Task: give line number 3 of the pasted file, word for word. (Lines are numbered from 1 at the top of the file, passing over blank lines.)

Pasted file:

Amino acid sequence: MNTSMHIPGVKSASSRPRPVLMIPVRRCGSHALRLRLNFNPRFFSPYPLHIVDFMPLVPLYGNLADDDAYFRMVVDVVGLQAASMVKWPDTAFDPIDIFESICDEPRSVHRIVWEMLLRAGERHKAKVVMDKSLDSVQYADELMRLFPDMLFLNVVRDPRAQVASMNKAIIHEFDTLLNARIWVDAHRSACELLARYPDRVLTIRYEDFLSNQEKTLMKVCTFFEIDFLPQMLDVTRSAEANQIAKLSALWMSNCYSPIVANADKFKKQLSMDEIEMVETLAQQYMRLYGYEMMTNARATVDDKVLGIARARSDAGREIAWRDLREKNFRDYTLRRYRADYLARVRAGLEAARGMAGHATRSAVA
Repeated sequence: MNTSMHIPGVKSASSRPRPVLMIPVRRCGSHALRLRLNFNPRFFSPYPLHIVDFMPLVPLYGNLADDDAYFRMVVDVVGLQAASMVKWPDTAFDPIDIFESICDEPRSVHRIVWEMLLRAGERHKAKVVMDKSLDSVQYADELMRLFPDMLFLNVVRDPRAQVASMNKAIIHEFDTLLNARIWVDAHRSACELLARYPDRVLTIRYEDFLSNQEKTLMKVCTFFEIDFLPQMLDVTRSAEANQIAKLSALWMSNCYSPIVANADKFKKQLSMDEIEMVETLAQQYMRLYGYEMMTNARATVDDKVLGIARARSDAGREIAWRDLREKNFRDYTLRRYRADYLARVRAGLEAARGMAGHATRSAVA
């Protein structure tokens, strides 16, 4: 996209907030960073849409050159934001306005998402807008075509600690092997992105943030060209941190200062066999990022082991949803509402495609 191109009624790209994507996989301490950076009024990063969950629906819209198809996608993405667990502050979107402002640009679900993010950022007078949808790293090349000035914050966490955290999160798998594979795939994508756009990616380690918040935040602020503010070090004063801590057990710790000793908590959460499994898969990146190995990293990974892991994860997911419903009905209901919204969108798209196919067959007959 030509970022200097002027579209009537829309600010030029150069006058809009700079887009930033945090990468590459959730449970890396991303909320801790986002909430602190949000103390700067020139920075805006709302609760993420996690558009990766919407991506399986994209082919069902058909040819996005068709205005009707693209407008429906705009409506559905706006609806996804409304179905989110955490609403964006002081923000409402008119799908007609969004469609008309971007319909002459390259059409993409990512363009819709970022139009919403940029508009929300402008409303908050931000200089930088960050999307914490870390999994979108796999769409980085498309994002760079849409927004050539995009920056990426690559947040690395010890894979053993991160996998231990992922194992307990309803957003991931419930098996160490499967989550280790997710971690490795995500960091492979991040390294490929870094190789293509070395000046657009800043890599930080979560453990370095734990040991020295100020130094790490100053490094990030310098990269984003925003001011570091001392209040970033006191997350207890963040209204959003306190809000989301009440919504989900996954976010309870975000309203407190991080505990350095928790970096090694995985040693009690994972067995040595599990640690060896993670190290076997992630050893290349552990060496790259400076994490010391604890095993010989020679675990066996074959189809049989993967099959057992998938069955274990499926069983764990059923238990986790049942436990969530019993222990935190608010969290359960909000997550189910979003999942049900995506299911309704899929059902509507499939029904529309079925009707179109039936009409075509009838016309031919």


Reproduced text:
């Protein structure tokens, strides 16, 4: 996209907030960073849409050159934001306005998402807008075509600690092997992105943030060209941190200062066999990022082991949803509402495609 191109009624790209994507996989301490950076009024990063969950629906819209198809996608993405667990502050979107402002640009679900993010950022007078949808790293090349000035914050966490955290999160798998594979795939994508756009990616380690918040935040602020503010070090004063801590057990710790000793908590959460499994898969990146190995990293990974892991994860997911419903009905209901919204969108798209196919067959007959 030509970022200097002027579209009537829309600010030029150069006058809009700079887009930033945090990468590459959730449970890396991303909320801790986002909430602190949000103390700067020139920075805006709302609760993420996690558009990766919407991506399986994209082919069902058909040819996005068709205005009707693209407008429906705009409506559905706006609806996804409304179905989110955490609403964006002081923000409402008119799908007609969004469609008309971007319909002459390259059409993409990512363009819709970022139009919403940029508009929300402008409303908050931000200089930088960050999307914490870390999994979108796999769409980085498309994002760079849409927004050539995009920056990426690559947040690395010890894979053993991160996998231990992922194992307990309803957003991931419930098996160490499967989550280790997710971690490795995500960091492979991040390294490929870094190789293509070395000046657009800043890599930080979560453990370095734990040991020295100020130094790490100053490094990030310098990269984003925003001011570091001392209040970033006191997350207890963040209204959003306190809000989301009440919504989900996954976010309870975000309203407190991080505990350095928790970096090694995985040693009690994972067995040595599990640690060896993670190290076997992630050893290349552990060496790259400076994490010391604890095993010989020679675990066996074959189809049989993967099959057992998938069955274990499926069983764990059923238990986790049942436990969530019993222990935190608010969290359960909000997550189910979003999942049900995506299911309704899929059902509507499939029904529309079925009707179109039936009409075509009838016309031919």